STEP 1: Lay the instrument on its back on a workbench or table with the bridge facing up. Loosen the strings, and set aside the bridge, tailpiece, and existing endpin. For illustration purposes, the double bass is represented here by a block of wood.
STEP 2: Loosen the Saddle Rider mount thumbscrew until it is most of the way out of the cap, and then twist the cap off of the mount and remove the washer. Make sure that the flag is clear of the mount, and that it can freely rotate 360 degrees. If necessary, lubricate it using the enclosed silicone grease.
STEP 3: With the Saddle Rider mount on its side with the screw at 12 o’clock, and the flag facing down as shown above, insert it into the endblock hole. If necessary, ream the hole for a good fit. The fit should be snug, but not so tight that the mount can’t be twisted from side to side. Next, twist the mount until the screw is facing down towards 6 o’clock. Gravity will cause the flag to turn downward as shown below. If it doesn’t, loosen the screw a turn or two to make sure the flag is clear of the mount and can rotate freely.
STEP 4: After completing step 3, the screw and flag should be facing downwards. See photos above and below for correct positioning.
STEP 4, side view, shows flag positioning.
STEP 5: Using the small enclosed screwdriver, move the screw in the direction of the red arrow, thereby pulling flag into its channel on the mount until it touches the end block inside the instrument. CAUTION: Make certain that the flag is securely seated in the channel.
STEP 6: Place the Saddle Rider bolt into the mount as shown above.
STEP 7: First by hand, then with the screwdriver, tighten the flag until the mount is secure in the end block hole. It should be snug, but not so tight that it is difficult to make small rotational adjustments.
STEP 8: Return the washer and cap by twisting them back onto the mount, being careful to align the screw with the hole in the mount. IMPORTANT: During assembly, remember to lubricate both the Saddle Rider bolt and the thumbscrew using the enclosed silicone grease.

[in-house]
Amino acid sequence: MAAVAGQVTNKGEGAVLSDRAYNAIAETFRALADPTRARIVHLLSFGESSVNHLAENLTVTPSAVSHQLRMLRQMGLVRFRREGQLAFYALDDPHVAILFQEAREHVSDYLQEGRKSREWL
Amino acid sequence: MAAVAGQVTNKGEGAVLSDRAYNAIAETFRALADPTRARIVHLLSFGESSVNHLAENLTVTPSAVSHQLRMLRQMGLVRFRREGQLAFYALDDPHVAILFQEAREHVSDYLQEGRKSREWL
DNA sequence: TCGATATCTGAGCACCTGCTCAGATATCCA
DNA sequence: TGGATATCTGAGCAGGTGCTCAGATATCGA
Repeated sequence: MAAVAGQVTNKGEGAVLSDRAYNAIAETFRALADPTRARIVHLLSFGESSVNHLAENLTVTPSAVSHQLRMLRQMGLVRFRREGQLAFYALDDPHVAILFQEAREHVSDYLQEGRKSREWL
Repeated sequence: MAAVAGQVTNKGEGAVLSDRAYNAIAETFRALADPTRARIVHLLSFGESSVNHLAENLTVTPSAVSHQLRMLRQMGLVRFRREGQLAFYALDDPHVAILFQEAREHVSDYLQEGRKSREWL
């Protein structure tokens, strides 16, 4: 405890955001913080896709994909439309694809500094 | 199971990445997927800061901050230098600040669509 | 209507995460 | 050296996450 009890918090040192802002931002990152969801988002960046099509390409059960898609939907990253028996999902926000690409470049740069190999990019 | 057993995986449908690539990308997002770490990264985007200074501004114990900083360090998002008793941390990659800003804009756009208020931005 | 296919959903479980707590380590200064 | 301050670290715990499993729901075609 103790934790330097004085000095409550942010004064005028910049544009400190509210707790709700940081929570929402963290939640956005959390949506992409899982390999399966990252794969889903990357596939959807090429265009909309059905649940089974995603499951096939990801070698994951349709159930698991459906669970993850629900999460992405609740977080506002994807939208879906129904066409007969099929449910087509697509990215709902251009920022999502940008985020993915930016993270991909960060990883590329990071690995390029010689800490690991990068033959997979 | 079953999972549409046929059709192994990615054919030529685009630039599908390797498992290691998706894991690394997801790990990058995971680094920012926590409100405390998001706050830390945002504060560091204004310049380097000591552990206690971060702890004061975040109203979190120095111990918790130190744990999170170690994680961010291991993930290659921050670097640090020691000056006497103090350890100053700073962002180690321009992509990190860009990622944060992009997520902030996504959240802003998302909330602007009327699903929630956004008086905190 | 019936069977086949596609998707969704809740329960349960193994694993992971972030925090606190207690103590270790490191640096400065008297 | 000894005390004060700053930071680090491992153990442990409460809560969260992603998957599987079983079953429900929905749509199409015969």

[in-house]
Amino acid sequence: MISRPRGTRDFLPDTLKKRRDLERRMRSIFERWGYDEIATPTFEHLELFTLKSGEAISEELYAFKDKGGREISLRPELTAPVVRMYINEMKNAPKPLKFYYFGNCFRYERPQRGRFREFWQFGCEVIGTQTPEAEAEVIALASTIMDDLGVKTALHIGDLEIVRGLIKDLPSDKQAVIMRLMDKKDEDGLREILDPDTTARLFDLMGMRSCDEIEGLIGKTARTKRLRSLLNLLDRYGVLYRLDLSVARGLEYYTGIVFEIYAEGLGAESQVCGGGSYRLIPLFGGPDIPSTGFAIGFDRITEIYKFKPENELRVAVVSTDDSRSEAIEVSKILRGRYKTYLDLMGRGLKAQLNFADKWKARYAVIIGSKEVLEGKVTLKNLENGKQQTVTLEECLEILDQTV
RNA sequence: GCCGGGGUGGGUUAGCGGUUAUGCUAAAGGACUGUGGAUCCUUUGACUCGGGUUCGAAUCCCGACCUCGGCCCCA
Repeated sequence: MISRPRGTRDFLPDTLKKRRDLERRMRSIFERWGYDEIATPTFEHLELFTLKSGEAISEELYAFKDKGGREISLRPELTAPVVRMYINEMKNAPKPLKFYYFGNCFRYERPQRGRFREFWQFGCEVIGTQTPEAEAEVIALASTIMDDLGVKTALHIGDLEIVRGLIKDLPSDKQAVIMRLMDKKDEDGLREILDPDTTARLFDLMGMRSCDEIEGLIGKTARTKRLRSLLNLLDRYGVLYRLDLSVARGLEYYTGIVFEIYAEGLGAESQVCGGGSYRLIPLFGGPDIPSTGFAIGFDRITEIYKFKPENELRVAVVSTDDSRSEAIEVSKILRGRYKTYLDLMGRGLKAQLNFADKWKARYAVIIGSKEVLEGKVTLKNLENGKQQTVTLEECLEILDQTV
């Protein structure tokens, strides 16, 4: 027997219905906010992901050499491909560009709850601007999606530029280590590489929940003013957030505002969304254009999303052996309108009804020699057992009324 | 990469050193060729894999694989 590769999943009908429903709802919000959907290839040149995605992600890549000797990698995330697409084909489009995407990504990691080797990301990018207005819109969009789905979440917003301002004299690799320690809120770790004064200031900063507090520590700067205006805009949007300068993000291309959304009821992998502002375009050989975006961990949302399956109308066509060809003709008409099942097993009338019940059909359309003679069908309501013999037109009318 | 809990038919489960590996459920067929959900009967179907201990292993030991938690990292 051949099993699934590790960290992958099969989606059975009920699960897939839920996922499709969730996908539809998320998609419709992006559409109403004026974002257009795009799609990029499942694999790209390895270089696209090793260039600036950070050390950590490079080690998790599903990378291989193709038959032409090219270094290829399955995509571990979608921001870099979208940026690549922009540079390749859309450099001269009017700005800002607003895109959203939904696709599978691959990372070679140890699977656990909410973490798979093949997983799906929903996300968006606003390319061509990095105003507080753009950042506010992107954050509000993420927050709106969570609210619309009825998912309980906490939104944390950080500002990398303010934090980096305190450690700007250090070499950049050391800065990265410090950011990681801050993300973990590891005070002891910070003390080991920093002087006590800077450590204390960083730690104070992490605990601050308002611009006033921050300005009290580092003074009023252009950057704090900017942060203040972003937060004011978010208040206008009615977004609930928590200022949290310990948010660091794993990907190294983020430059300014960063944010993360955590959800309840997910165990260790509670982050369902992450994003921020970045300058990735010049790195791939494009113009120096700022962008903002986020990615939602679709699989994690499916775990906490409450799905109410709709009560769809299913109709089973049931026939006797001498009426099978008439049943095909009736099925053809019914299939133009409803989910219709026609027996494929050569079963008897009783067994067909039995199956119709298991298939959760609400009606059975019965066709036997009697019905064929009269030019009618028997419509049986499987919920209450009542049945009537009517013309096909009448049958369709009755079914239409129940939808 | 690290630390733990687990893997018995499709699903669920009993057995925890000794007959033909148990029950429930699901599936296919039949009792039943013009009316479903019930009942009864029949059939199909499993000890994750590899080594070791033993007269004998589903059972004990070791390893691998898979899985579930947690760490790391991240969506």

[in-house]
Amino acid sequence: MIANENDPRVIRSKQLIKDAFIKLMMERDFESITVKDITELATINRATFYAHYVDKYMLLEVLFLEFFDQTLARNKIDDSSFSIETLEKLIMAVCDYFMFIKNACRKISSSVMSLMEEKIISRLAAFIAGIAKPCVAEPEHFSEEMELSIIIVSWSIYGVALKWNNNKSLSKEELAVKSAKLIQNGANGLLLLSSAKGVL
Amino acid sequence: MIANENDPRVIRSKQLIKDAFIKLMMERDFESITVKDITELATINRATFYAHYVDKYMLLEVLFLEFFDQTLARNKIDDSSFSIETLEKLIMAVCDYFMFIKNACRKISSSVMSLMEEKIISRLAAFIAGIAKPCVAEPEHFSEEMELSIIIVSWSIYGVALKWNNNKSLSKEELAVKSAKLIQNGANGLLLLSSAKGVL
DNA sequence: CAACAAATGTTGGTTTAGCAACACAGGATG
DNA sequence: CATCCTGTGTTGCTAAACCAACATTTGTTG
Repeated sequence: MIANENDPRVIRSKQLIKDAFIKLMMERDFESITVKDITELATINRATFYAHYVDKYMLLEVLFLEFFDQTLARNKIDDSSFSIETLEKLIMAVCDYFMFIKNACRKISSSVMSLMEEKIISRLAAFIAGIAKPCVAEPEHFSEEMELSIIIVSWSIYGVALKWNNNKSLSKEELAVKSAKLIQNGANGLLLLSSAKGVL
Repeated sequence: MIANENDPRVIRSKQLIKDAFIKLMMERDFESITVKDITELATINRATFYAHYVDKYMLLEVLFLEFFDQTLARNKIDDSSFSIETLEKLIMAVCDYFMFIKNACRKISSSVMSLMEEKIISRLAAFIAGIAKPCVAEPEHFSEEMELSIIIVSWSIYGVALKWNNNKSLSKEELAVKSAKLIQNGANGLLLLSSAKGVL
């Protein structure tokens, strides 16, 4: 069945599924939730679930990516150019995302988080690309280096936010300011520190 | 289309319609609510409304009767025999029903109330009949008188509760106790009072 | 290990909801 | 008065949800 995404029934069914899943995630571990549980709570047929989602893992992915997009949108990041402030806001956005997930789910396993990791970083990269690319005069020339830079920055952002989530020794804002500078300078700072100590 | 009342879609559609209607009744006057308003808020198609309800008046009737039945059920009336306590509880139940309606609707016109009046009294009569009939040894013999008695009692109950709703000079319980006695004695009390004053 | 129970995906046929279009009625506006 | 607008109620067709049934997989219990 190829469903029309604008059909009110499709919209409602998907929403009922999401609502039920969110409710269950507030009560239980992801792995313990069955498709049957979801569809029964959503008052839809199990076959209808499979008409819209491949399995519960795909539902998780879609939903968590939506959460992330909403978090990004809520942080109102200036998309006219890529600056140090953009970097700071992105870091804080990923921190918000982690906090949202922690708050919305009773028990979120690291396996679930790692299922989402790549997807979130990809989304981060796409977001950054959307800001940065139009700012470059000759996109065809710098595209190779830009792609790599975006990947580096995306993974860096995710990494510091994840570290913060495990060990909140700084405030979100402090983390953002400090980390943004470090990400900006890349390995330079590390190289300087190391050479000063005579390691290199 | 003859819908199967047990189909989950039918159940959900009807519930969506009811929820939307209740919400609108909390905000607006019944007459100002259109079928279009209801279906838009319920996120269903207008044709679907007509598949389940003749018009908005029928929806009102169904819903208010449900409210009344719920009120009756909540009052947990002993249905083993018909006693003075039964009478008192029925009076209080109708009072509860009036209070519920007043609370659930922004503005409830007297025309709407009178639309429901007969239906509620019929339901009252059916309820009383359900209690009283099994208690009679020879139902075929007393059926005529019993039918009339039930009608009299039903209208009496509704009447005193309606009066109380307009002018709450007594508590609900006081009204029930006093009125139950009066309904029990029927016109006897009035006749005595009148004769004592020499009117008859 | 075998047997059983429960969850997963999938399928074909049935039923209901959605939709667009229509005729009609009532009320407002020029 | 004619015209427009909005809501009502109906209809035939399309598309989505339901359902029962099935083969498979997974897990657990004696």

STEP 9: Install the tailgut as shown, and fasten it into the tailpiece using traditional methods (for information about tying a kevlar tailgut knot, please watch video below. ) After installing the Saddle Rider and tuning up the instrument, experiment with positioning to find the tonal “sweet spot.” Once the sweet spot is determined, fairly small adjustments will achieve the desired tonal and playing response changes. The excess length of the bolt can be cut off, and edges filed. Any remaining exposed bolt tip should be covered with the included rubber tip, which can be cut to size using a sharp scissors.
CAUTION: DO NOT tie the tailgut knot on the Saddle Rider as shown here! Doing so prevents the tailgut from being held securing in its channel, potentially damaging the Saddle Rider. The knot should be behind the tailpiece.
PLEASE NOTE: There are two models of cello and bass bolt: The original model is slotted and can be adjusted with a coin (quarter for cello, half-dollar for bass). This bolt design, when cut to size, needs to be re-slotted in order to make adjustments. When a luthier determines the location of the sweet spot and desired adjustability, if requested, a new slotted bolt of the correct length will be provided by Saddle Rider Music LLC. A newer bolt design (available in late summer 2020) has eighth-inch holes just in front of the endpin mount and comes with a small adjustment key. Those bolts can be cut to size using a standard inexpensive hacksaw.
If customers purchase a Saddle Rider with the older bolt style, they may contact SaddleRiderLLC@gmail.com to be sent the newer bolt model free of charge.
Now that you have installed your new Saddle Rider, please remember to check out these adjustment tips!
For more installation tips for bass and cello Saddle Riders, please check out these videos:
The video below demonstrates how to tie a Kevlar knot on a cello tailpiece — the same knot is used for violins, violas, and double basses. When cutting the Kevlar, spreading a small amount of superglue around the spot on the cord you want to cut, and allowing it to dry for a minute or two, will help prevent “flowering out” of the fibers when cutting with a razor blade.